|Evolutionary design of a flexible, seasonally migratory, avian phenotype: why trade gizzard mass against pectoral muscle mass?|Mathot, K.J.; Kok, E.M.A.; Burant, J.B.; Dekinga, A.; Manche, P.; Saintonge, D.; Piersma, T. (2019). Evolutionary design of a flexible, seasonally migratory, avian phenotype: why trade gizzard mass against pectoral muscle mass? Proc. - Royal Soc., Biol. Sci. 286(1903): 20190518. https://dx.doi.org/10.1098/rspb.2019.0518
In: Proceedings of the Royal Society of London. Series B. The Royal Society: London. ISSN 0962-8452; e-ISSN 1471-2954, meer
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trade-offs; body remodelling; flexible phenotype; evolved mechanisms; trait covariance
|Auteurs|| || Top |
- Mathot, K.J., meer
- Kok, E.M.A., meer
- Burant, J.B.
- Dekinga, A., meer
- Manche, P.
- Saintonge, D.
- Piersma, T., meer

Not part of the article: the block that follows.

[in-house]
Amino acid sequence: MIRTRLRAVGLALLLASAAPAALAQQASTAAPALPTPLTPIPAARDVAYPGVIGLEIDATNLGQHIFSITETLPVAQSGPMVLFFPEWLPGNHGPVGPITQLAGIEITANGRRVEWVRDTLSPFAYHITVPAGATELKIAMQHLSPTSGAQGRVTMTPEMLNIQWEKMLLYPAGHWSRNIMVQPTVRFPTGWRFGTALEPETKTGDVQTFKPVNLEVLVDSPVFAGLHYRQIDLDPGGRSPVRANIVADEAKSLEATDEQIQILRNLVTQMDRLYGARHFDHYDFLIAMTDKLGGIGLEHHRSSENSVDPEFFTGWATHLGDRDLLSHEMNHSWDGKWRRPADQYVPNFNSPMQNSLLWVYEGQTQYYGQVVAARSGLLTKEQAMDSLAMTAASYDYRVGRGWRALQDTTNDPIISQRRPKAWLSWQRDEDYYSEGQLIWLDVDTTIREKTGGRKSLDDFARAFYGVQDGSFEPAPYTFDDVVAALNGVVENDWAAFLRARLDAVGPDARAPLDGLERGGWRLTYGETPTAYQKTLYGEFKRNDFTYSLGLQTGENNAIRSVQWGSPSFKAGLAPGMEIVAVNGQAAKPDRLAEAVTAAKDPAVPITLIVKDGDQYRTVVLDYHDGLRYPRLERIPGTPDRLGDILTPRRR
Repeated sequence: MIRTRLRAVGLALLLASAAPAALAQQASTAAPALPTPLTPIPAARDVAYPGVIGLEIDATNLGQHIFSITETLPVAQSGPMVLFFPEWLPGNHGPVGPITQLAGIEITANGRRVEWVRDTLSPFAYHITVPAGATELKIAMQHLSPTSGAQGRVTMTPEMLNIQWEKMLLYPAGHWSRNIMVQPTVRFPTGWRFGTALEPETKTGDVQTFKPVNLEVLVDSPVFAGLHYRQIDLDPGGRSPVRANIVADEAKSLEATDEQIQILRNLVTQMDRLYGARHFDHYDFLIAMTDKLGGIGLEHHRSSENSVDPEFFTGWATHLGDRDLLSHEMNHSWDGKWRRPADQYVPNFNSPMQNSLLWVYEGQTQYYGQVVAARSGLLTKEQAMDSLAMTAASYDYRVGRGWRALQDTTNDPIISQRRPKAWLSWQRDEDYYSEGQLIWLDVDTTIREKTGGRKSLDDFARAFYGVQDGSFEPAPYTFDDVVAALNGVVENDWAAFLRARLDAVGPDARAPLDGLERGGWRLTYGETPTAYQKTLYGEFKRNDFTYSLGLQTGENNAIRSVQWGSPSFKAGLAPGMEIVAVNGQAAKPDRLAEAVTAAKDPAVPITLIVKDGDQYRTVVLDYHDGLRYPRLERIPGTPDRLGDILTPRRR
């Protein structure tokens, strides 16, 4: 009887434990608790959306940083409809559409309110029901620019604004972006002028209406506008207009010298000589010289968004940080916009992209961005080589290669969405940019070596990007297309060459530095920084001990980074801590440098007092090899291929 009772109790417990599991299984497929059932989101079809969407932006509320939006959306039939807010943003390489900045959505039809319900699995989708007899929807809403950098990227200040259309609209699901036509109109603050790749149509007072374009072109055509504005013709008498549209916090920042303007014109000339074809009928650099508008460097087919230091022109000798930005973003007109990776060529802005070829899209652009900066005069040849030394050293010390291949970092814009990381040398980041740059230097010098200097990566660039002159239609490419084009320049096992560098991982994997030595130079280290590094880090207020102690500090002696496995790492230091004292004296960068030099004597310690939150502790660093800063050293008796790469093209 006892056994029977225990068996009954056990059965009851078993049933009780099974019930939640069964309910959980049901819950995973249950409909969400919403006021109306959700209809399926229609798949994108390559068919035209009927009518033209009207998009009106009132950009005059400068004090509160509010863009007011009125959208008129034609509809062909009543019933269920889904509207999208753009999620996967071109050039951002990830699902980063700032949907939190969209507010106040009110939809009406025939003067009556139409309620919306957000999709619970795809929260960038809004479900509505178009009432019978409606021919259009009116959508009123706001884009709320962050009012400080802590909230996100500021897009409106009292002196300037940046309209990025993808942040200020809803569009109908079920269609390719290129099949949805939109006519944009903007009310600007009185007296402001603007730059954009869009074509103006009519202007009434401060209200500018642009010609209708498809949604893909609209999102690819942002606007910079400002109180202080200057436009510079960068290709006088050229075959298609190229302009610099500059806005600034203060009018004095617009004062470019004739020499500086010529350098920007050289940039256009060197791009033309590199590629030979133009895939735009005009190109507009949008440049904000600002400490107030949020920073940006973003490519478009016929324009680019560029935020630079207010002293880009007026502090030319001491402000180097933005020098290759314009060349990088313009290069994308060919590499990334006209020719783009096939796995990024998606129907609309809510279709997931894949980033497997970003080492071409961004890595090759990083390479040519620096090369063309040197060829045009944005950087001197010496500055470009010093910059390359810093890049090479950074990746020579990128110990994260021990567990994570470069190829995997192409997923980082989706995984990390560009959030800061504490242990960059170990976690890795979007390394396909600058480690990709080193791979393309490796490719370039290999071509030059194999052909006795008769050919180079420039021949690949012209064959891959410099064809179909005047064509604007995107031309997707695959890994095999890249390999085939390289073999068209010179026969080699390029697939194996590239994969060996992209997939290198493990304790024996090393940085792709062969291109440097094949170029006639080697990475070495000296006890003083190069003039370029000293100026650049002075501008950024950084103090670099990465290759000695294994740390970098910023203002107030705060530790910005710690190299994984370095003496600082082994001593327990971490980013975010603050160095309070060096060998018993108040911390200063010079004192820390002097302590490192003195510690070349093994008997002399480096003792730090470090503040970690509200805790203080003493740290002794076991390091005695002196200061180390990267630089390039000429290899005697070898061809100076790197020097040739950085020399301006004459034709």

Migratory birds undergo impressive body remodelling over the course of an annual cycle. Prior to long-distance flights, red knots (Calidris canutus islandica) reduce gizzard mass while increasing body mass and pectoral muscle mass. Although body mass and pectoral muscle mass are functionally linked via their joint effects on flight performance, gizzard and pectoral muscle mass are thought to be independently regulated. Current hypotheses for observed negative within-individual covariation between gizzard and pectoral muscle mass in free-living knots are based on a common factor (e.g. migration) simultaneously affecting both traits, and/or protein limitation forcing allocation decisions. We used diet manipulations to generate within-individual variation in gizzard mass and test for independence between gizzard and pectoral muscle mass within individuals outside the period of migration and under conditions of high protein availability. Contrary to our prediction, we observed a negative within-individual covariation between gizzard and pectoral muscle mass. We discuss this result as a potential outcome of an evolved mechanism underlying body remodelling associated with migration. Although our proposed mechanism requires empirical testing, this study echoes earlier calls for greater integration of studies of function and mechanism, and in particular, the need for more explicit consideration of the evolution of mechanisms underlying phenotypic design.